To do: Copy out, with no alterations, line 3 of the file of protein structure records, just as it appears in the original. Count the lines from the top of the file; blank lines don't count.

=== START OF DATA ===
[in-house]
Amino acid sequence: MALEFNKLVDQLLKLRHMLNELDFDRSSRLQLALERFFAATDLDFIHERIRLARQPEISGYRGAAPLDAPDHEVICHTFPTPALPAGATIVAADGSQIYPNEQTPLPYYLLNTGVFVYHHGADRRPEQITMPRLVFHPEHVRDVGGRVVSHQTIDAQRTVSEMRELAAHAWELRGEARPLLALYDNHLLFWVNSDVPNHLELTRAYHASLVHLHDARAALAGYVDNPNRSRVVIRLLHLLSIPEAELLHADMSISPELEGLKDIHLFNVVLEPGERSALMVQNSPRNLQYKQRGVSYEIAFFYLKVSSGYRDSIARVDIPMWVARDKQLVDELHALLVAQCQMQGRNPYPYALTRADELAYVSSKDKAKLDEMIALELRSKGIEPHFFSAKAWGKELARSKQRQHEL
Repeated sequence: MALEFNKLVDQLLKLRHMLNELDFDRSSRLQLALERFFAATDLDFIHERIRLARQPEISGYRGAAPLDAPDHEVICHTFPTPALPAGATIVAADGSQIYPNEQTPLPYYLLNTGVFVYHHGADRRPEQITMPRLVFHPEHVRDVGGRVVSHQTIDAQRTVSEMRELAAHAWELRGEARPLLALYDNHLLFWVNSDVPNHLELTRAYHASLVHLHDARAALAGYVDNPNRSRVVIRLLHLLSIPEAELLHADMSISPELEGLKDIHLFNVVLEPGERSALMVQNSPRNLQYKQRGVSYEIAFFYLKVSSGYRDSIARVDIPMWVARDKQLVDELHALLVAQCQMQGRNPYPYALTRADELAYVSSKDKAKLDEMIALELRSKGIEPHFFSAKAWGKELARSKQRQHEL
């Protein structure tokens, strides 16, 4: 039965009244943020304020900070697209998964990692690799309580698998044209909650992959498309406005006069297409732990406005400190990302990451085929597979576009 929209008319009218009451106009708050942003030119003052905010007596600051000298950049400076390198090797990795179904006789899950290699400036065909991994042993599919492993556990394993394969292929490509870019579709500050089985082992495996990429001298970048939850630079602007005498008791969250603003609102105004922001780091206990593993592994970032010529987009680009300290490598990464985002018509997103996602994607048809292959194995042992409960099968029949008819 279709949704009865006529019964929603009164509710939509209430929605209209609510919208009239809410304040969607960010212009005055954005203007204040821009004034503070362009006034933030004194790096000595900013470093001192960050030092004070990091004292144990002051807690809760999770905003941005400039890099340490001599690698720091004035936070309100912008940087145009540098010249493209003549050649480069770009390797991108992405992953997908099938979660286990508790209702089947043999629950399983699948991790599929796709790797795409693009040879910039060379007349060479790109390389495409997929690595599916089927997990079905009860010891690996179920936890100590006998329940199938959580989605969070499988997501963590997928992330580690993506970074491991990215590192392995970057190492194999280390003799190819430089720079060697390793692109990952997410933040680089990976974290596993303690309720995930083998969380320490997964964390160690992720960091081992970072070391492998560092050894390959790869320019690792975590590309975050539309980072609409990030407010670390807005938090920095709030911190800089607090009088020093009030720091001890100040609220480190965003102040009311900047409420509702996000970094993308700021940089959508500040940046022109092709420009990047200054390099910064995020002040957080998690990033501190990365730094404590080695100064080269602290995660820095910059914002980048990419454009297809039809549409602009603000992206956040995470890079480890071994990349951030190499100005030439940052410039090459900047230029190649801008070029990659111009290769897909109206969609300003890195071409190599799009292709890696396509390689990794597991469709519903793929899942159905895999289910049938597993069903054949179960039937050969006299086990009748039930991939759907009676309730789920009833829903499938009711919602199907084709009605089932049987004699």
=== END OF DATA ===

Repeated sequence: MALEFNKLVDQLLKLRHMLNELDFDRSSRLQLALERFFAATDLDFIHERIRLARQPEISGYRGAAPLDAPDHEVICHTFPTPALPAGATIVAADGSQIYPNEQTPLPYYLLNTGVFVYHHGADRRPEQITMPRLVFHPEHVRDVGGRVVSHQTIDAQRTVSEMRELAAHAWELRGEARPLLALYDNHLLFWVNSDVPNHLELTRAYHASLVHLHDARAALAGYVDNPNRSRVVIRLLHLLSIPEAELLHADMSISPELEGLKDIHLFNVVLEPGERSALMVQNSPRNLQYKQRGVSYEIAFFYLKVSSGYRDSIARVDIPMWVARDKQLVDELHALLVAQCQMQGRNPYPYALTRADELAYVSSKDKAKLDEMIALELRSKGIEPHFFSAKAWGKELARSKQRQHEL